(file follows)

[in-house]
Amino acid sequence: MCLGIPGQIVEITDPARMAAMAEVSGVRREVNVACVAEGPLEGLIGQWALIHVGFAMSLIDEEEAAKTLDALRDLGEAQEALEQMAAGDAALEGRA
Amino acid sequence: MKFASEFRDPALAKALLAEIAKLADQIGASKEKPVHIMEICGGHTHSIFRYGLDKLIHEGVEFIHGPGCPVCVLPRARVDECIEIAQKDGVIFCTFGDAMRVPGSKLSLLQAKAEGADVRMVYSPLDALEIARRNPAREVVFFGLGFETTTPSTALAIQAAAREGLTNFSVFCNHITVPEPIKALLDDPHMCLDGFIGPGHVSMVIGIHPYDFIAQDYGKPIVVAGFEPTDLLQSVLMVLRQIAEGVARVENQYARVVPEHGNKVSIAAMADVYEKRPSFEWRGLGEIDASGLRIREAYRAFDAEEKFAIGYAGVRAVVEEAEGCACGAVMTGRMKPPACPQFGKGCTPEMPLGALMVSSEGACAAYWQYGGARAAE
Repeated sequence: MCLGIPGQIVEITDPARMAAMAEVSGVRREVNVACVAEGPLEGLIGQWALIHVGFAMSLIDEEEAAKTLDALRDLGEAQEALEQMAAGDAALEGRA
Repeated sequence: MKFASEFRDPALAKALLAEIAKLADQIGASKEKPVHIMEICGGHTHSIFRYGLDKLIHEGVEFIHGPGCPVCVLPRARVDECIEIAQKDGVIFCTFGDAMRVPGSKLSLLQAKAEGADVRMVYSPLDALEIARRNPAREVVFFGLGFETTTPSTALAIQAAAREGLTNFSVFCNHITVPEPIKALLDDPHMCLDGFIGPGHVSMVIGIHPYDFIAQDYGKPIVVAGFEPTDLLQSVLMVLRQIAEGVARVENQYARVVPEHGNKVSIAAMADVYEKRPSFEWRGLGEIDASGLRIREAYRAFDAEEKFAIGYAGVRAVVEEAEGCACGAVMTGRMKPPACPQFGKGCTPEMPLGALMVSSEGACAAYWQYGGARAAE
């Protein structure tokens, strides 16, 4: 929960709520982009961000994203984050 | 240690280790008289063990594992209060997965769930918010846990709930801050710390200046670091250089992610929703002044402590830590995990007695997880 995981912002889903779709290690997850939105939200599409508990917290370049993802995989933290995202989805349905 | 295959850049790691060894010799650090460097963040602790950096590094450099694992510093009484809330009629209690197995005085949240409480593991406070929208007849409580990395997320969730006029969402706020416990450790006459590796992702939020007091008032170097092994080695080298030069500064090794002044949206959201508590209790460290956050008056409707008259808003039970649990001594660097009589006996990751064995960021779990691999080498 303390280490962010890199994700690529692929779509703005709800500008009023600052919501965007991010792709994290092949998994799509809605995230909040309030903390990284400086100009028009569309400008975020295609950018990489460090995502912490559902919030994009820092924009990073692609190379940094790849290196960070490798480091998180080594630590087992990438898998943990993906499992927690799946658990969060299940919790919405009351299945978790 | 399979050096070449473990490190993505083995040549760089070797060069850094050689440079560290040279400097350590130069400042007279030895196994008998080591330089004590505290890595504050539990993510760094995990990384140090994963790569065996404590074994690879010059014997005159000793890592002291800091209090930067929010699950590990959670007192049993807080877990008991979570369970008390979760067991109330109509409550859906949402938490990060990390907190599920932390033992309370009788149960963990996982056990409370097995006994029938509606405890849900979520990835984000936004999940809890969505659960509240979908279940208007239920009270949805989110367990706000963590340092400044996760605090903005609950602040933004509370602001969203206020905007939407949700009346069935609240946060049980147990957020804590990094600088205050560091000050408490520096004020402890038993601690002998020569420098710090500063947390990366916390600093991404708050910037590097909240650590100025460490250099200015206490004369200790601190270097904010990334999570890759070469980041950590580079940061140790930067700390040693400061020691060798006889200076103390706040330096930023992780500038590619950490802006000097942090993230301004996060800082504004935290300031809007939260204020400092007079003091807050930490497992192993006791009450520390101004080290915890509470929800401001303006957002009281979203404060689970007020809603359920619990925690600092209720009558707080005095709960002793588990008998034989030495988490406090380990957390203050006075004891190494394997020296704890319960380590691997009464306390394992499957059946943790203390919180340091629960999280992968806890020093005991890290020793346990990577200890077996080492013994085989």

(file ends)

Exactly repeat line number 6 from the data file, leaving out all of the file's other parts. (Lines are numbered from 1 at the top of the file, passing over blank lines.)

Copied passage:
């Protein structure tokens, strides 16, 4: 929960709520982009961000994203984050 | 240690280790008289063990594992209060997965769930918010846990709930801050710390200046670091250089992610929703002044402590830590995990007695997880 995981912002889903779709290690997850939105939200599409508990917290370049993802995989933290995202989805349905 | 295959850049790691060894010799650090460097963040602790950096590094450099694992510093009484809330009629209690197995005085949240409480593991406070929208007849409580990395997320969730006029969402706020416990450790006459590796992702939020007091008032170097092994080695080298030069500064090794002044949206959201508590209790460290956050008056409707008259808003039970649990001594660097009589006996990751064995960021779990691999080498 303390280490962010890199994700690529692929779509703005709800500008009023600052919501965007991010792709994290092949998994799509809605995230909040309030903390990284400086100009028009569309400008975020295609950018990489460090995502912490559902919030994009820092924009990073692609190379940094790849290196960070490798480091998180080594630590087992990438898998943990993906499992927690799946658990969060299940919790919405009351299945978790 | 399979050096070449473990490190993505083995040549760089070797060069850094050689440079560290040279400097350590130069400042007279030895196994008998080591330089004590505290890595504050539990993510760094995990990384140090994963790569065996404590074994690879010059014997005159000793890592002291800091209090930067929010699950590990959670007192049993807080877990008991979570369970008390979760067991109330109509409550859906949402938490990060990390907190599920932390033992309370009788149960963990996982056990409370097995006994029938509606405890849900979520990835984000936004999940809890969505659960509240979908279940208007239920009270949805989110367990706000963590340092400044996760605090903005609950602040933004509370602001969203206020905007939407949700009346069935609240946060049980147990957020804590990094600088205050560091000050408490520096004020402890038993601690002998020569420098710090500063947390990366916390600093991404708050910037590097909240650590100025460490250099200015206490004369200790601190270097904010990334999570890759070469980041950590580079940061140790930067700390040693400061020691060798006889200076103390706040330096930023992780500038590619950490802006000097942090993230301004996060800082504004935290300031809007939260204020400092007079003091807050930490497992192993006791009450520390101004080290915890509470929800401001303006957002009281979203404060689970007020809603359920619990925690600092209720009558707080005095709960002793588990008998034989030495988490406090380990957390203050006075004891190494394997020296704890319960380590691997009464306390394992499957059946943790203390919180340091629960999280992968806890020093005991890290020793346990990577200890077996080492013994085989």